Saturday, January 19
1:00 p.m. –2:00 p.m.
Metzker cover
KEITH F. DAVIS, author of The Photographs of Ray K. Metzker, published by the Nelson-Atkins
Museum of Art.

Sunday, January 20
1:00 p.m. –2:00 p.m.
Parker Cover
JENNIFER A.WATTS, editor of Maynard L. Parker: Modern Photography and the American Dream, published by the Huntington Library.


Is your photograph Platinum, Palladium, Silver...?

Saturday, January 19
1:00 p.m. – 5:00 pm

Sunday, January 20
1:00 p.m. –4:00 p.m.

GAWAIN WEAVER, photograph conservator will be offering complementary XRF analysis to individuals who bring their own photographs to Classic Photographs Los Angeles. Other photographic process identification questions and discussions are also welcome! There is a limit of two photographs per person.

When he’s not analyzing photographs with a microscope or XRF, Gawain is teaching workshops on the care and identification of photographs or conserving/restoring photographs at his studio in the San Francisco Bay Area.

X-ray Fluorescence Spectroscopy (usually just “XRF”) is an analytical technique used to determine the elements present in a sample. In art conservation, XRF is often used to determine the identity of pigments in a painting, the image metal or toners in a photograph, or the alloys in a metal sculpture.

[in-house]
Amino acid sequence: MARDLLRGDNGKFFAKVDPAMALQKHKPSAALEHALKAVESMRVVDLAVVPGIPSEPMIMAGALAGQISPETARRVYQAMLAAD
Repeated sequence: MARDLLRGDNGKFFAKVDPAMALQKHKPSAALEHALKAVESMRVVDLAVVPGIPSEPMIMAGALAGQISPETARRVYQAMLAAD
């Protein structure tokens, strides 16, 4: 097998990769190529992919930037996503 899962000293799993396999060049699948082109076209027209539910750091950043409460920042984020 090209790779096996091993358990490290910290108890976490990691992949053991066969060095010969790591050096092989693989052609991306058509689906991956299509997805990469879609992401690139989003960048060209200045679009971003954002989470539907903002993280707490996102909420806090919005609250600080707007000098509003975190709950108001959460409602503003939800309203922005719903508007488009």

XRF is particularly useful in photography for identifying the presence of absence of image forming elements such as silver, platinum, palladium, and iron. Toners such as selenium, sulfur, and iron can also be detected. Common uses of the XRF include differentiating between platinum, palladium, and pt/pd prints, detecting the trace quantities of silver present in a crayon enlargement, identifying the use of unusual toners such as mercury or uranium, confirming the presence (or absence) of a platinum image in turn of the century gum-over-platinum prints,  and the identification of bronze powder as the pigment in Edward Curtis Orotones. New uses of XRF analysis are being discovered all the time.

Special Events from the 2013 Show